Physicists make most precise measurement ever of the proton's magnetic moment
An international collaboration of scientists from RIKEN's Ulmer Fundamental Symmetries Laboratory (FSL), Johannes Gutenberg-Universität Mainz, Max Planck Institute for Nuclear Physics, Heidelberg and GSI Darmstadt, have used high-precision techniques to make the most precise measurement to date of the magnetic moment of the proton, finding it to be 2.79284734462 plus or minus 0.00000000082 nuclear magnetons, the unit typically used to measure this property. The magnetic moment, a property of particles that gives rise to magnetism, is one of the fundamental properties of the proton and is key to understanding properties such as the structure of atoms.
Painstaking work was required to make these unprecedented measurements, which have a precision better than one part per billion. First, the researchers had to isolate a single proton―not two or three―in the trap. They did this by detecting the thermal signal of the ions stuck in the trap, and then using an electric field to eliminate them until they were left with just one.
The key to the tremendous precision, however, was a combination of extremely difficult engineering coupled with the ability to shuttle the proton between two different traps.
The group's method for directly measuring the magnetic moment of a particle is based on the fact that a proton in a Penning trap aligns its spin with the trap's magnetic field. The basic method is to use the detector to measure two frequencies—known as the Larmor (spin-precession) frequency and the cyclotron frequency of the proton in a magnetic field. These can be used to find the magnetic moment. The cyclotron frequency of the proton can be measured using what is called the Brown-Gabrielse invariance theorem, while the Larmor frequency can be measured by driving spin flips—using a radio frequency signal that heats the particle—and measuring the probability of a spin flip as a function of the drive frequency.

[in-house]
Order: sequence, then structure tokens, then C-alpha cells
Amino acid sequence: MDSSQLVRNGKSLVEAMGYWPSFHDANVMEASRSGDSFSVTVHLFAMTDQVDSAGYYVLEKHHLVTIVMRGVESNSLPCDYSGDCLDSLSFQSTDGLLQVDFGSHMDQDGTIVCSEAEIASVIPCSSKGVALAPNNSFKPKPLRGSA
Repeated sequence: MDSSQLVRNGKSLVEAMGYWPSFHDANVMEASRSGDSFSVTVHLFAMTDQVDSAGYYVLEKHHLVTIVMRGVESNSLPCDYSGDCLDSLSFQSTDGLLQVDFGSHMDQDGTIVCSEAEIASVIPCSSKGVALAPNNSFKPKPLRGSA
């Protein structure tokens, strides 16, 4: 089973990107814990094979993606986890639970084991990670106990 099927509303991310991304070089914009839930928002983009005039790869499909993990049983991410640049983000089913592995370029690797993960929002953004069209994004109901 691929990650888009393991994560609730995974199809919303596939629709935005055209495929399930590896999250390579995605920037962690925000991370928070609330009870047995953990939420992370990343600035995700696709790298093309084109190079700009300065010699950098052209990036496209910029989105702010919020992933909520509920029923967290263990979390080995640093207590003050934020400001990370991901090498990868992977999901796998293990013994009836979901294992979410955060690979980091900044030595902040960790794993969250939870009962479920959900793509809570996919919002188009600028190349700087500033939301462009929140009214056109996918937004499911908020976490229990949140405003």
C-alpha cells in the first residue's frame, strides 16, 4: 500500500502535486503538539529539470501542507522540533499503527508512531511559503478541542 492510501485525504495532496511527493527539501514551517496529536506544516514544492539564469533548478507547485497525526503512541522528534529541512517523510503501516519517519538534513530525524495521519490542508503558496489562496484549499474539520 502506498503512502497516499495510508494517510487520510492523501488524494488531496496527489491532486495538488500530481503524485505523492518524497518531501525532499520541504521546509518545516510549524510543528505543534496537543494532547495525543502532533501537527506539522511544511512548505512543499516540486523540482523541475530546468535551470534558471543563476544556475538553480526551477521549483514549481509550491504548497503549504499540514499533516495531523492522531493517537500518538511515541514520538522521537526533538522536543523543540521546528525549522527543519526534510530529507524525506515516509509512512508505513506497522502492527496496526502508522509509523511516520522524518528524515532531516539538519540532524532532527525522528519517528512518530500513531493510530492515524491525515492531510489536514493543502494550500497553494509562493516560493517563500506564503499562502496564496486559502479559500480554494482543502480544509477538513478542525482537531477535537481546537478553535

The already high precision of these measurements can be boosted further, however, by using the double-trap method, where the cyclotron frequency is measured and spin transitions are induced in a first trap. The proton is then carefully shuttled to a second trap, where the spin state is detected using a large magnetic inhomogeneity–a magnetic bottle. The spatial separation of high-precision frequency measurement and spin state detection makes the extremely precise measurements possible.
For the current experiments, three individual protons were used for a total of 1,264 experiment cycles, each taking approximately 90 minutes. The whole experiment required approximately four months including maintenance and systematic crosschecks.
According to Georg Schneider, the first author of the paper, "To move forward in particle physics, we require either high-energy facilities or super precise measurements. With our work we are taking the second route, and we hope in the future to do similar experiments with antiprotons using the same technique. This will allow us to get a better understanding of, for example, atomic structure."
According to Andreas Mooser, second author of the study and member of RIKEN FSL, "Looking forward, using this technique, we will be able to make similarly precise measurements of the antiproton at the BASE experiment in CERN, and this will allow us to look for further hints for why there is no antimatter in the universe today."
The work was published on November 23 in Science.